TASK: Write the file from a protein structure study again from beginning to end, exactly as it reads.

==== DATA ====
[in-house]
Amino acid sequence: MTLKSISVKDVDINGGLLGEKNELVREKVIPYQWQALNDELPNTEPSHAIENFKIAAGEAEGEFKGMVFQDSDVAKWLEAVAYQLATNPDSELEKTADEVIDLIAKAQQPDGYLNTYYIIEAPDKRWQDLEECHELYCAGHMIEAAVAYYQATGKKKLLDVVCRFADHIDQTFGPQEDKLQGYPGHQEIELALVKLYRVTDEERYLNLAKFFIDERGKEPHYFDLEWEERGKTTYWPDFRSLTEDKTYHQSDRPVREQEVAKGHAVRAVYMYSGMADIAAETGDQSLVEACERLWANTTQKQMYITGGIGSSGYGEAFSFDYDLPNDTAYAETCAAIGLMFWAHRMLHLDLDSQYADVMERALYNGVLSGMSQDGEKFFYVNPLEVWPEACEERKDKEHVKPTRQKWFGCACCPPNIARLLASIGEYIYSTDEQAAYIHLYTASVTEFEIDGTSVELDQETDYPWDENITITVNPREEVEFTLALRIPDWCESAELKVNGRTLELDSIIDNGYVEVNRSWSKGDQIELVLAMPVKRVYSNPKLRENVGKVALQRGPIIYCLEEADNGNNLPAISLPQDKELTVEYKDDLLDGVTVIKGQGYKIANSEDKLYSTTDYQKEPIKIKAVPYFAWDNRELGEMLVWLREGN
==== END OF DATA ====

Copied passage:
[in-house]
Amino acid sequence: MTLKSISVKDVDINGGLLGEKNELVREKVIPYQWQALNDELPNTEPSHAIENFKIAAGEAEGEFKGMVFQDSDVAKWLEAVAYQLATNPDSELEKTADEVIDLIAKAQQPDGYLNTYYIIEAPDKRWQDLEECHELYCAGHMIEAAVAYYQATGKKKLLDVVCRFADHIDQTFGPQEDKLQGYPGHQEIELALVKLYRVTDEERYLNLAKFFIDERGKEPHYFDLEWEERGKTTYWPDFRSLTEDKTYHQSDRPVREQEVAKGHAVRAVYMYSGMADIAAETGDQSLVEACERLWANTTQKQMYITGGIGSSGYGEAFSFDYDLPNDTAYAETCAAIGLMFWAHRMLHLDLDSQYADVMERALYNGVLSGMSQDGEKFFYVNPLEVWPEACEERKDKEHVKPTRQKWFGCACCPPNIARLLASIGEYIYSTDEQAAYIHLYTASVTEFEIDGTSVELDQETDYPWDENITITVNPREEVEFTLALRIPDWCESAELKVNGRTLELDSIIDNGYVEVNRSWSKGDQIELVLAMPVKRVYSNPKLRENVGKVALQRGPIIYCLEEADNGNNLPAISLPQDKELTVEYKDDLLDGVTVIKGQGYKIANSEDKLYSTTDYQKEPIKIKAVPYFAWDNRELGEMLVWLREGN